Natural history and prognostic factors of primary biliary cirrhosis in Taiwan: a follow-up study up to 18 years
Article first published online: 13 MAR 2008
© 2008 The Authors. Journal compilation © 2008 Blackwell Munksgaard
Volume 28, Issue 9, pages 1305–1313, October 2008
How to Cite
Su, C.-W., Hung, H.-H., Huo, T.-I., Huang, Y.-H., Li, C.-P., Lin, H.-C., Lee, P.-C., Lee, S.-D. and Wu, J.-C. (2008), Natural history and prognostic factors of primary biliary cirrhosis in Taiwan: a follow-up study up to 18 years. Liver International, 28: 1305–1313. doi: 10.1111/j.1478-3231.2008.01715.x
- Issue published online: 5 SEP 2008
- Article first published online: 13 MAR 2008
- Received 23 November 2007Accepted 14 January 2008
- antimitochondrial antibody;
- primary biliary cirrhosis;
Purpose: The natural history of primary biliary cirrhosis (PBC) has been little studied in Asia. We conducted a Taiwanese cohort study on the natural history of PBC and analysed the prognostic factors.
Methods: This study enrolled 96 consecutive PBC patients between 1985 and 2006 to evaluate the baseline characteristics and outcomes.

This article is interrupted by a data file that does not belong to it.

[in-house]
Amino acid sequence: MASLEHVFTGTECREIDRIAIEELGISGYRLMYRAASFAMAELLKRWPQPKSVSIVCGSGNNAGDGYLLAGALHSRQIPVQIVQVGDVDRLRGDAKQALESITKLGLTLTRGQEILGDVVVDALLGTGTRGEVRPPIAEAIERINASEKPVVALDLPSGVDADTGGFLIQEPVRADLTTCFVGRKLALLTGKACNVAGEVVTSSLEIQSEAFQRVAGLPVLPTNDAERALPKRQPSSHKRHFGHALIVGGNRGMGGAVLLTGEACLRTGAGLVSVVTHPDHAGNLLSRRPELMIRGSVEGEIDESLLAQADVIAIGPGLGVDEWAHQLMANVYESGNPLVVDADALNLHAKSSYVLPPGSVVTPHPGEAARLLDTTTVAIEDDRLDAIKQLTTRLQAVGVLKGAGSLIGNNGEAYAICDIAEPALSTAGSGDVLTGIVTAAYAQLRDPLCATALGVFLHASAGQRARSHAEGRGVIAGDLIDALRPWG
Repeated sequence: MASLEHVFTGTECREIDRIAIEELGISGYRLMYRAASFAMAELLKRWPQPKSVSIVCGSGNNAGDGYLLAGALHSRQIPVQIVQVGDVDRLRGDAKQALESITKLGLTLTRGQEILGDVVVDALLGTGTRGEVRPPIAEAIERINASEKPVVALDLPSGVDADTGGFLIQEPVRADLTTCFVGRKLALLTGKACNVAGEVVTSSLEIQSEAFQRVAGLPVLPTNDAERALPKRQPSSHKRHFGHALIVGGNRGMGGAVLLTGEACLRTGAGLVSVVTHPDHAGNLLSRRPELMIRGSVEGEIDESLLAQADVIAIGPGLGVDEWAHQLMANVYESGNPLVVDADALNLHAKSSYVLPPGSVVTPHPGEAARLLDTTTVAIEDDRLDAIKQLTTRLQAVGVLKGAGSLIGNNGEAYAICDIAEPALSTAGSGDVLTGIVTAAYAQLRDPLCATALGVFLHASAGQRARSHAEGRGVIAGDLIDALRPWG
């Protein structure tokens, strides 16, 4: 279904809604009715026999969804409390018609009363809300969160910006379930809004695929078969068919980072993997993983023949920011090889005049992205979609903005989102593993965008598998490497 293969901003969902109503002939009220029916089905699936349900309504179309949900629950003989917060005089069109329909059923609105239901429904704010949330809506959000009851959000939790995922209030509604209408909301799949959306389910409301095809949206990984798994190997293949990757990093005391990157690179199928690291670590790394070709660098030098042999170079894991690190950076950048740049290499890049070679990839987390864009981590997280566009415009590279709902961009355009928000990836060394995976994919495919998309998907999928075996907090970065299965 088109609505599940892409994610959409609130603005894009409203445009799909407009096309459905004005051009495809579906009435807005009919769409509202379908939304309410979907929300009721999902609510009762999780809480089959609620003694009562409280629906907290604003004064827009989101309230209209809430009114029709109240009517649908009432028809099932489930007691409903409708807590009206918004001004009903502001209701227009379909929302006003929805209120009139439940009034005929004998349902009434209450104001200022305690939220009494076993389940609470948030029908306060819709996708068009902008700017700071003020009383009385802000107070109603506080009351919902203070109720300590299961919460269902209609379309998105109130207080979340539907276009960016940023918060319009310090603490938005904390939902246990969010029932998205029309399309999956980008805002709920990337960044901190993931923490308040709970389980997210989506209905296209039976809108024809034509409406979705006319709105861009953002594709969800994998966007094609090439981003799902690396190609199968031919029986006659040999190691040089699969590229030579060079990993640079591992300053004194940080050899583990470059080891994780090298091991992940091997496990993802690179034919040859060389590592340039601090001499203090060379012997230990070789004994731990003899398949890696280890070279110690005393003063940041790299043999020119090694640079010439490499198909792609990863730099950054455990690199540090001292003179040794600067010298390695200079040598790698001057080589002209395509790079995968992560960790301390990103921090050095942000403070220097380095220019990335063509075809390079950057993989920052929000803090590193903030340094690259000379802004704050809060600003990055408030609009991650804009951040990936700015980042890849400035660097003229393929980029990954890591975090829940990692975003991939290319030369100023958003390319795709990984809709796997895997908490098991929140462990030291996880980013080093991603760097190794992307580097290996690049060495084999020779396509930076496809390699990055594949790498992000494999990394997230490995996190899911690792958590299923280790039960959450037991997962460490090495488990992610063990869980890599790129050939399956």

Results: There were 74 females and 22 males. Eighty-five were positive for antimitochondrial antibodies in sera, and 11 were negative. The clinical manifestations and prognosis were similar between these two groups. In a median follow-up of 47.5±55.8 months, 27 patients died. Multivariate analysis indicated that the independent prognostic factors were serum albumin (P=0.021), creatinine (P=0.033) and ursodeoxycholic acid treatment (P=0.008). Besides, 42 patients developed adverse outcomes. Albumin (P<0.001), bilirubin (P=0.019) and prothrombin time (PT) (P=0.010) were significant factors. Moreover, a Mayo risk score <5, a Model for End-Stage Liver Disease (MELD) score <6, a Child–Pugh stage A and early liver histology were associated with favourable outcomes.
Conclusion: Serum albumin, bilirubin and PT were independent prognostic factors of adverse outcomes for Taiwanese PBC patients. Besides, the Mayo risk score, the MELD score, the Child–Pugh stage and liver histology were also validated to predict survival.